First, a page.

Wednesday, January 02, 2008

Pier Theory

Image courtesy of Getty Images

The 'Special Holiday Double Issue' of the British political magazine, The Economist, includes a lyrical social history of piers, cheekily entitled 'The End of The Pier.' The article- which is subtitled both 'The poignancy of piers' and 'Musings on a favorite momento mori: Atlantic City, Brighton, Coney Island, Southend and Southwold'- covers a lot of ground in three pages. A 150 year history of pleasure piers is given, following them from playgrounds for the upper class, to playgrounds to the working class, to largely abandoned or destroyed. This history is then used as a jumping off point to philosophize on the nature of piers, which offer a "sense of being in limbo, neither on sea nor on land, suspended in a state of fantasy."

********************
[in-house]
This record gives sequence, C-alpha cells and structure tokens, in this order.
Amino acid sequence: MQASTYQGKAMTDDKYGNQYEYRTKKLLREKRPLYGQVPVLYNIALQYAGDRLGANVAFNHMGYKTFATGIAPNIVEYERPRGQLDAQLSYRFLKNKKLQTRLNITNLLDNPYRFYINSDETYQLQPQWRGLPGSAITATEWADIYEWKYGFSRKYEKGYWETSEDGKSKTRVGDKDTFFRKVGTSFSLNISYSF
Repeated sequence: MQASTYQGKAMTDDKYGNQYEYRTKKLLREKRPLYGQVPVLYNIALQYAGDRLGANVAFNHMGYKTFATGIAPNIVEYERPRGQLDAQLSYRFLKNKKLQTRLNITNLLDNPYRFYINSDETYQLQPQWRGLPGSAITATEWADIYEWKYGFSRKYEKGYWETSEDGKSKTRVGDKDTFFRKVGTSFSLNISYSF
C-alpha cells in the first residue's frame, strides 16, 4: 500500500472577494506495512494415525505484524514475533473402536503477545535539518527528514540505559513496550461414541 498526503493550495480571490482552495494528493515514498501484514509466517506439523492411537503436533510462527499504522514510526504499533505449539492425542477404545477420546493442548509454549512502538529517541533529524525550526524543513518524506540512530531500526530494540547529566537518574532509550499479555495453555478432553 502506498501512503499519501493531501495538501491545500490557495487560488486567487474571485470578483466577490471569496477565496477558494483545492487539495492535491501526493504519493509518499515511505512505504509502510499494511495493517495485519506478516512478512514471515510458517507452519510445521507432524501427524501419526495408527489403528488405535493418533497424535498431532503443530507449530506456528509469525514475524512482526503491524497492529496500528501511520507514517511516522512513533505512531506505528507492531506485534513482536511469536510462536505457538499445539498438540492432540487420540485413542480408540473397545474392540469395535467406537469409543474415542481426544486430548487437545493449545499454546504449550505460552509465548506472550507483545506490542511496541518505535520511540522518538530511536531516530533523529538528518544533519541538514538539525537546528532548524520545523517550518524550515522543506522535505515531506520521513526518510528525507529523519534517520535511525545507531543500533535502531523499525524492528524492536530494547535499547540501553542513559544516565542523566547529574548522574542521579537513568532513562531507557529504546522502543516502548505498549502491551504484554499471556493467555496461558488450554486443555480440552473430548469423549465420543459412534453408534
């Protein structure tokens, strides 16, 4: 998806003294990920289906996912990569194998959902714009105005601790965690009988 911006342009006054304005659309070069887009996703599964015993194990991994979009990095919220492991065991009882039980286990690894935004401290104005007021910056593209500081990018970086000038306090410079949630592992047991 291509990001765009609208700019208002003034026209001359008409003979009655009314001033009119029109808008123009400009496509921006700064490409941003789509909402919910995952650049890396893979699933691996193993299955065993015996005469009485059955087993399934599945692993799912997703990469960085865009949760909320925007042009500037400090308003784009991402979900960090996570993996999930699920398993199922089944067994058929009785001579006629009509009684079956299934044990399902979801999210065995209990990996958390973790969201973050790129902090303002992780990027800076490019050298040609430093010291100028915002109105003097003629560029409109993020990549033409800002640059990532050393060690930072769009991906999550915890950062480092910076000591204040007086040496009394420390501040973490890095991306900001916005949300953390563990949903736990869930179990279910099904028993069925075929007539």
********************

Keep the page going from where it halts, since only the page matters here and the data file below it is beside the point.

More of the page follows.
Coney Island gets two mentions in the article, for Steeplechase Pier, and for Dreamland Pier, which apparently contained the largest ballroom in the world before it burned in 1911. A lot of the article's 'pier theory' also applies generally to the boardwalk and non-pier amusement area of Coney Island.

The End of The Pier [The Economist]

- post by Ben Nadler

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